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BioMed Research International
Volume 2015, Article ID 402481, 10 pages
http://dx.doi.org/10.1155/2015/402481
Research Article

Atorvastatin Treatment for Atrial Fibrillation Reduces Serum High-Sensitivity C-Reactive Protein Levels

1Department of Emergency, Weifang People’s Hospital, Weifang 261041, China
2Department of Cardiology, Linyi People’s Hospital, Linyi 276003, China
3Department of Cardiology, The First Affiliated Hospital of Harbin Medical University, Harbin 150001, China

Received 25 September 2014; Revised 16 December 2014; Accepted 16 December 2014

Academic Editor: Bas J. D. Boukens

Copyright © 2015 Fang-Cheng Su et al. This is an open access article distributed under the Creative Commons Attribution License, which permits unrestricted use, distribution, and reproduction in any medium, provided the original work is properly cited.

Abstract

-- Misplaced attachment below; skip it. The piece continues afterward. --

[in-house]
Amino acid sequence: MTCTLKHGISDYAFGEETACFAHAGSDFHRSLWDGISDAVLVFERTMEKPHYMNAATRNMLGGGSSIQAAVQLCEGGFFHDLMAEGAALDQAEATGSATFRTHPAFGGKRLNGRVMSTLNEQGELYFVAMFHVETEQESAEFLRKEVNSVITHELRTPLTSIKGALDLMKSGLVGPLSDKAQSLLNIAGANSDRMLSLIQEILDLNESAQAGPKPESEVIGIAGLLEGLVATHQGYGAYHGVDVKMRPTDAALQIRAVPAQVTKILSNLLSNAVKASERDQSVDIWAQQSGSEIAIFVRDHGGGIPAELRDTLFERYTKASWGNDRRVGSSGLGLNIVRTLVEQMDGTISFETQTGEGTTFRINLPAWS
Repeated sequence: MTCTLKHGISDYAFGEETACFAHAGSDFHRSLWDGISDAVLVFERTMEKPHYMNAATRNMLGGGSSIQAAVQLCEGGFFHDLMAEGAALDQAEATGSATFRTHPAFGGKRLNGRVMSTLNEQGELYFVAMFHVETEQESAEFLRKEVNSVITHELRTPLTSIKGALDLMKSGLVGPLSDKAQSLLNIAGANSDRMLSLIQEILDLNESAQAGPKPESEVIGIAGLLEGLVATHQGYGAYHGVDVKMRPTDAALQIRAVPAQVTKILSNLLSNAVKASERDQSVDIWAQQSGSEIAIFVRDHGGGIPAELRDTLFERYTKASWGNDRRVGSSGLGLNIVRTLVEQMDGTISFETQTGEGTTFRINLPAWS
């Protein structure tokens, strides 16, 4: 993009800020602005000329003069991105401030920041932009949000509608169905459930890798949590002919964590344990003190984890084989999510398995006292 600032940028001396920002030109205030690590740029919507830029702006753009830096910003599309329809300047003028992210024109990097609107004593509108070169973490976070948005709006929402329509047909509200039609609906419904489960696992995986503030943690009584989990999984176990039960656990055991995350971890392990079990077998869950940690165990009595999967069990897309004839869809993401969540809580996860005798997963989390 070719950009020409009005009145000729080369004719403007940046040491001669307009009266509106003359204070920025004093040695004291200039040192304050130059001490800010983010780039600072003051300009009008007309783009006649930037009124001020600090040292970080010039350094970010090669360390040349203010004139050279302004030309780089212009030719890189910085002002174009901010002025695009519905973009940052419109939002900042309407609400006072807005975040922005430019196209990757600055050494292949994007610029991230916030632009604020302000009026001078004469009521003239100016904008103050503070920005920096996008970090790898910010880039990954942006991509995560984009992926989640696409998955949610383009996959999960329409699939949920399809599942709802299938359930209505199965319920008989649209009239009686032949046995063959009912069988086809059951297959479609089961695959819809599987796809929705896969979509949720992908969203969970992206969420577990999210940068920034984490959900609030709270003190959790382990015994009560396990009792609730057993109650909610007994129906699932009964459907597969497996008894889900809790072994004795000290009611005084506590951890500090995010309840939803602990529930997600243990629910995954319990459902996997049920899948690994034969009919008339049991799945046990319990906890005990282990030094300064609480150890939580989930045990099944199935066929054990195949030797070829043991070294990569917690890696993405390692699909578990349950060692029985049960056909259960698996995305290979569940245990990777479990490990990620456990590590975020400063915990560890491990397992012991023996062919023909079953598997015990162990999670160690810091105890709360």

We investigated whether serum hs-CRP levels predict the efficacy of atrial fibrillation (AF) treated with atorvastatin. Bibliographic databases were exhaustively searched for studies relevant to the research topic. Newcastle-Ottawa Scale (NOS) criteria, combined with the Quality Assessment of Diagnostic Accuracy Studies (QUADAS), were applied for study quality assessment. Our meta-analysis identified seven cohort studies (2006~2013), providing information on the change in serum hs-CRP levels in AF patients receiving atorvastatin therapy. After atorvastatin treatment, hs-CRP level in AF patients decreased significantly (SMD = 1.02, 95% CI: 0.58–1.47, ). Subgroup analysis by country and hs-CRP detection methods suggested a negative relationship between atorvastatin treatment and hs-CRP levels among Chinese AF patients (SMD = 1.34, 95% CI: 1.00–1.69, ) and by using ELISA method (SMD = 1.11, 95% CI: 0.51–1.71, ), but not among Turkish population and using INA method (all ). Egger’s test showed no publication bias (). hs-CRP was clearly lowered in AF patients treated with atorvastatin, which may be helpful in the choice of statin agents for AF treatment. However, longer follow-ups are necessary to assess the clinical value of lowering hs-CRP in the clinical setting of AF treatment outcomes.